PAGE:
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Political Subdivision Tort Claims Act Provides Immunity to County and County Nursing Home for Wrongful Discharge of One of Its Employees

Paul G. Lees
Marshall Dennehey Warner Coleman & Goggin, P.C. - Allentown Office

July 1, 2014

Previously published on July 1, 2014

Lenora L. Lewis, Appellant, v. County of Butler, t/d/b/a/ Sunnyview Nursing and Rehabilitation Center, No. 1849 C.D. 201, Commonwealth Court of Pennsylvania, 2014 Pa. Commw. Unpub. LEXIS 295 (5/19/14)

The plaintiff worked for the county as a nurse’s aide for eight years, until she was terminated due to drug testing results. Prior to her discharge, the plaintiff had injured her neck and back at work while assisting a co-worker in lifting a 300-pound patient. Lewis filed a claim under the Workers’ Compensation Act and, thereafter, was asked to submit to a chemical test for controlled substances, even though she was not under suspicion of abusing narcotics or any other controlled substance and was not involved in any accident that would have justified post-accident testing pursuant to the collective bargaining agreement (CBA) between the county and her union.

The county terminated the plaintiff when the drug test came back positive for Oxazepam. The plaintiff claimed that she was terminated due to her pending workers’ compensation claim. She filed a complaint alleging wrongful discharge. In her complaint, she averred that the county acted in violation of public policy in terminating her because she filed a workers’ compensation claim, alleged damages from loss of income and benefits of employment, and requested punitive damages for willful disregard of her rights. In its preliminary objections, the county alleged that it is immune from suit under the Political Subdivision Tort Claims Act (PSTCA). The trial court sustained the preliminary objections and dismissed Lewis’ complaint with prejudice.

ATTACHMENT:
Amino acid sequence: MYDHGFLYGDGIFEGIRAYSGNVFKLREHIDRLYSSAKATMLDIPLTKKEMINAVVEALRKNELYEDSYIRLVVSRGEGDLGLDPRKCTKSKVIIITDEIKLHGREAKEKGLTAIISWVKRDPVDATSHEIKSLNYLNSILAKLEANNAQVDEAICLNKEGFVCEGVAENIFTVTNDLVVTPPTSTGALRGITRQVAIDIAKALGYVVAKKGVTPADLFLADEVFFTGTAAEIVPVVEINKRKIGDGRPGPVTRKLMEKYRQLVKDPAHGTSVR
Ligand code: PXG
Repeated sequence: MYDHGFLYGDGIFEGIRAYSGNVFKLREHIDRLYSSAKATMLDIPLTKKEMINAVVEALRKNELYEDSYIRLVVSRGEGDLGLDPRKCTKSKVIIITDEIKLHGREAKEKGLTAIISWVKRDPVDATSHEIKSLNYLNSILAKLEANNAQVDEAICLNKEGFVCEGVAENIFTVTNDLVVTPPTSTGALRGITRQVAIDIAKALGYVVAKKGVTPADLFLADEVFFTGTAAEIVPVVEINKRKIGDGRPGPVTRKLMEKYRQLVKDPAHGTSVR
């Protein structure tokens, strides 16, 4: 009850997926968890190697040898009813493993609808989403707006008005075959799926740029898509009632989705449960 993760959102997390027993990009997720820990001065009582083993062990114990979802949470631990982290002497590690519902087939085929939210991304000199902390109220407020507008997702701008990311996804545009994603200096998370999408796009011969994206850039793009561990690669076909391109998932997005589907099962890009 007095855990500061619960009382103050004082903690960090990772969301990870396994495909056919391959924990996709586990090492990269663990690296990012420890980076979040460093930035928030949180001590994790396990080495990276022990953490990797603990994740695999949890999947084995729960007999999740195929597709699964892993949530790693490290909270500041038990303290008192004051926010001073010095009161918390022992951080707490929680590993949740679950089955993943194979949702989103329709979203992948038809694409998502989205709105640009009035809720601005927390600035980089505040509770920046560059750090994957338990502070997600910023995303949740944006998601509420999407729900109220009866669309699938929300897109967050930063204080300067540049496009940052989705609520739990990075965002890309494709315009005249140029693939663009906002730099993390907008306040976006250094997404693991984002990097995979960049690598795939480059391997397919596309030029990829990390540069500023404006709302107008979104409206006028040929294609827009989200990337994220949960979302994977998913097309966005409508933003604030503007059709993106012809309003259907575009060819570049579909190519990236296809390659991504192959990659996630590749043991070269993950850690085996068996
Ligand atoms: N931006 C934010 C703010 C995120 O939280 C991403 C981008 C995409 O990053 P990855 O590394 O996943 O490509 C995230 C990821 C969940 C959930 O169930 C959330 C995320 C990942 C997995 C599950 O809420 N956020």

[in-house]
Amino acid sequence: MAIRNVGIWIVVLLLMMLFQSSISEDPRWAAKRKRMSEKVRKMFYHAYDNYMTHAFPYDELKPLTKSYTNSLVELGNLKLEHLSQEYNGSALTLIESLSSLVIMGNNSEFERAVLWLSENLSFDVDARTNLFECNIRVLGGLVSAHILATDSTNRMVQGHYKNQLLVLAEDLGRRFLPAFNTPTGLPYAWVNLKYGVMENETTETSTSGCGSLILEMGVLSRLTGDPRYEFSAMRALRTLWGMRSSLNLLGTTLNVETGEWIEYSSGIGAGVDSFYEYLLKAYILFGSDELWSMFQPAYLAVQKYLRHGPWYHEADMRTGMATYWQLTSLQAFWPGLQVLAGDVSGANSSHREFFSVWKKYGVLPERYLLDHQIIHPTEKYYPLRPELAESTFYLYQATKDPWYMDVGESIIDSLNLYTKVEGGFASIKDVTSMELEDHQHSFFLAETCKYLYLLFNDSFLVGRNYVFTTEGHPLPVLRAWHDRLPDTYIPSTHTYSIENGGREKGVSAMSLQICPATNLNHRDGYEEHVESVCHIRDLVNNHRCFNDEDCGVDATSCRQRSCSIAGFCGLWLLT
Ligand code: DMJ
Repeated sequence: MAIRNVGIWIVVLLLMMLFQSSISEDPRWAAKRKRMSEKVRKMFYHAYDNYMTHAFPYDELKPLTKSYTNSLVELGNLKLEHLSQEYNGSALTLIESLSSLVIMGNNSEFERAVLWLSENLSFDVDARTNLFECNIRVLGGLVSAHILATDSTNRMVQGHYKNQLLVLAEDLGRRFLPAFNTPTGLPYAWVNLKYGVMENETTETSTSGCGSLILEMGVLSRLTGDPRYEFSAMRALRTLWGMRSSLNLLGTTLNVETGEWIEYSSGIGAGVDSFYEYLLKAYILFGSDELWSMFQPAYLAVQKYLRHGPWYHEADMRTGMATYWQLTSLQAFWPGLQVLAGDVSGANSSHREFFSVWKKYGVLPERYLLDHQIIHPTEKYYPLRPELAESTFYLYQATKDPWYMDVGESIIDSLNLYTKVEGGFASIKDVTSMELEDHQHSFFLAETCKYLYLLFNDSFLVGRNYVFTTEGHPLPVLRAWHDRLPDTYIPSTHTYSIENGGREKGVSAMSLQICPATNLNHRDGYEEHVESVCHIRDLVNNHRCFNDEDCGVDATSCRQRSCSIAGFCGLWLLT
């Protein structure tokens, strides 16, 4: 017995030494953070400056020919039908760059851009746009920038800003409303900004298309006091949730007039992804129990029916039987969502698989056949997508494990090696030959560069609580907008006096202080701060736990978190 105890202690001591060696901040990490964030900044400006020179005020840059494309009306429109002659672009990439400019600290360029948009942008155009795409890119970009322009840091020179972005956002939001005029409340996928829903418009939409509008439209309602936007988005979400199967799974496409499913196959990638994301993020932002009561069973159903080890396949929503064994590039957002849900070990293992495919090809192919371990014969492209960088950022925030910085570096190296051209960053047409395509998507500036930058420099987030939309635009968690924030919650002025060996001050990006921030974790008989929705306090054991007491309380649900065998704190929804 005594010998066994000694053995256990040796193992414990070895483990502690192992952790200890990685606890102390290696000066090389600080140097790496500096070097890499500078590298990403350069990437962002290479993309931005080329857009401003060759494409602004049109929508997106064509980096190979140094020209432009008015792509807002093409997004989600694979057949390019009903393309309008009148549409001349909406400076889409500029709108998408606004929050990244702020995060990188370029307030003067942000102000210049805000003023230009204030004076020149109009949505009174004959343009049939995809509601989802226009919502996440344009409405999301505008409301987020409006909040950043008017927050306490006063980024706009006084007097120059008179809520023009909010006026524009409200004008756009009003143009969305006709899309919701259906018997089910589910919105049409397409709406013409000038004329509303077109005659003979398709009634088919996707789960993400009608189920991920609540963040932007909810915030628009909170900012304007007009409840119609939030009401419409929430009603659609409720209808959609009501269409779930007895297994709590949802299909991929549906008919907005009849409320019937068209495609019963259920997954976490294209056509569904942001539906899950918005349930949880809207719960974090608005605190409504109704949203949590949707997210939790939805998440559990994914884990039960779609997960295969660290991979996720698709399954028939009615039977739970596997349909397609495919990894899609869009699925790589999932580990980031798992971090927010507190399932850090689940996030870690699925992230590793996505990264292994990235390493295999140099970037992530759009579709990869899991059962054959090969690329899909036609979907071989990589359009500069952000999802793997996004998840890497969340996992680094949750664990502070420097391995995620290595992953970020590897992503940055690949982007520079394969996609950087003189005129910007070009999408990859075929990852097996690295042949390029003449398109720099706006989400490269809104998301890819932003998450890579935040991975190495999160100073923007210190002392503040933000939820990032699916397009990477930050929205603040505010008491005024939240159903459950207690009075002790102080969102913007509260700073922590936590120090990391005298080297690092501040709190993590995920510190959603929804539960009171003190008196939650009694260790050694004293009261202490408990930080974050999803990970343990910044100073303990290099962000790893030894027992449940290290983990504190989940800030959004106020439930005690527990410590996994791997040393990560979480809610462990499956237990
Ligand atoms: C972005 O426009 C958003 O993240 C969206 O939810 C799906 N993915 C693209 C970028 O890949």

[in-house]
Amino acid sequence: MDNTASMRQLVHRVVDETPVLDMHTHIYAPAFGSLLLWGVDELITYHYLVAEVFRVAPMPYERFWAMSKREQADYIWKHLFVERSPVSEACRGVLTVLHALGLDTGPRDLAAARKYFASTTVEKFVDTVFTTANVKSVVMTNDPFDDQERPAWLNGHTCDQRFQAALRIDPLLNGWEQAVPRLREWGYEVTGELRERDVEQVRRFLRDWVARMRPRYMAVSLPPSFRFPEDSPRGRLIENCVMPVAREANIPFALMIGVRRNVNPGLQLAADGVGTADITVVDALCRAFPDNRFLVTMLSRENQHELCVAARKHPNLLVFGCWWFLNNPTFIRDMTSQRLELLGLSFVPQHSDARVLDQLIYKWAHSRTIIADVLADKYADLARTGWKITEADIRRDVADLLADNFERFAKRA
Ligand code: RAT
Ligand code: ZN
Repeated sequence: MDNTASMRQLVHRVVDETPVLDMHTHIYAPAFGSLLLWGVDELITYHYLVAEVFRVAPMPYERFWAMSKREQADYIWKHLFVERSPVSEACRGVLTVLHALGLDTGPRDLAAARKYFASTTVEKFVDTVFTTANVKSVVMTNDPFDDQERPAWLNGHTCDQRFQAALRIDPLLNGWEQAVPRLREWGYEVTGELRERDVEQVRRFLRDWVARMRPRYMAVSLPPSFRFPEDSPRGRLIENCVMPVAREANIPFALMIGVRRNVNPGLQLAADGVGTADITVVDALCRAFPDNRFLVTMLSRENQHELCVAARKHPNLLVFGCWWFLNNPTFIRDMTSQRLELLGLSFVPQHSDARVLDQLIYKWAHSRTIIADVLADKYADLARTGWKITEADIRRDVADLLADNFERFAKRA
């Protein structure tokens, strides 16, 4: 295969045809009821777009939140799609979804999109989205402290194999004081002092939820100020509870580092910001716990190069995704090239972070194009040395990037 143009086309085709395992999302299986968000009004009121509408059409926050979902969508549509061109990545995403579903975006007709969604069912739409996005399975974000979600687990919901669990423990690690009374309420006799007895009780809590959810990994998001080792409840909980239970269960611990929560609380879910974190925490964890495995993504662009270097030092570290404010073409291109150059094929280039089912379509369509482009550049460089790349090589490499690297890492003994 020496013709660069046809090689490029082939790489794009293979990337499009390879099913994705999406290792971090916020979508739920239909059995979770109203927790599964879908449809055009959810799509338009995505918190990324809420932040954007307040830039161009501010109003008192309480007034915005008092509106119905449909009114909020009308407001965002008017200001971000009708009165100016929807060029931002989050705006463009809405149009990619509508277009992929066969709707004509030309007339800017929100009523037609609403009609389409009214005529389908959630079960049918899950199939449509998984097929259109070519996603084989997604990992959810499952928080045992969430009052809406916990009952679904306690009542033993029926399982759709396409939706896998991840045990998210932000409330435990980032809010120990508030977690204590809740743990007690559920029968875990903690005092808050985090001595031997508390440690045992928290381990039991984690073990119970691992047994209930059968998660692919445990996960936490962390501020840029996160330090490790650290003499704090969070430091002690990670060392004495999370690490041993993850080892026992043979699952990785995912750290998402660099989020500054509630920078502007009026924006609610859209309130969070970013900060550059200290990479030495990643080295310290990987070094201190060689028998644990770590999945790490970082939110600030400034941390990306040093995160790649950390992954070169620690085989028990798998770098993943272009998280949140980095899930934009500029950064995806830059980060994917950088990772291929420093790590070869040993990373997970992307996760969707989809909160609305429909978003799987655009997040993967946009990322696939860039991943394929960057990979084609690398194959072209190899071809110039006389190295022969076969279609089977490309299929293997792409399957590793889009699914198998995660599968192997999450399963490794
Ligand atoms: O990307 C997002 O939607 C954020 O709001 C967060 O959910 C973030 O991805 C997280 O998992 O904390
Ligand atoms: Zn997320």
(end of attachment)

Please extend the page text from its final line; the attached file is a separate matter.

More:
Upholding the trial court’s dismissal of the complaint, the Commonwealth Court relied upon its earlier decision in McNichols v. Department of Transportation, 804 A.2d 1264 (Pa. Cmwlth. 2002) interpreting a Commonwealth agency’s liability under Pennsylvania’s Sovereign Immunity Act. In McNichols, the court determined that PennDOT could not be liable to one of its employees for wrongful discharge. Similar to its reasoning in McNichols, the court noted that Section 8541 of the PSTCA provides that “[e]xcept as otherwise provided in this subchapter, no local agency shall be liable for any damages on account of any injury to a person or property caused by any act of the local agency or an employee thereof or any other person.” 42 Pa. C.S. §8541. While there are eight exceptions to local agency immunity under section 8542(b) of the PSTCA, 42 Pa. C.S. §8542(b), a claim for wrongful discharge is not a listed exception.


The views expressed in this document are solely the views of the author and not Martindale-Hubbell. This document is intended for informational purposes only and is not legal advice or a substitute for consultation with a licensed legal professional in a particular case or circumstance.

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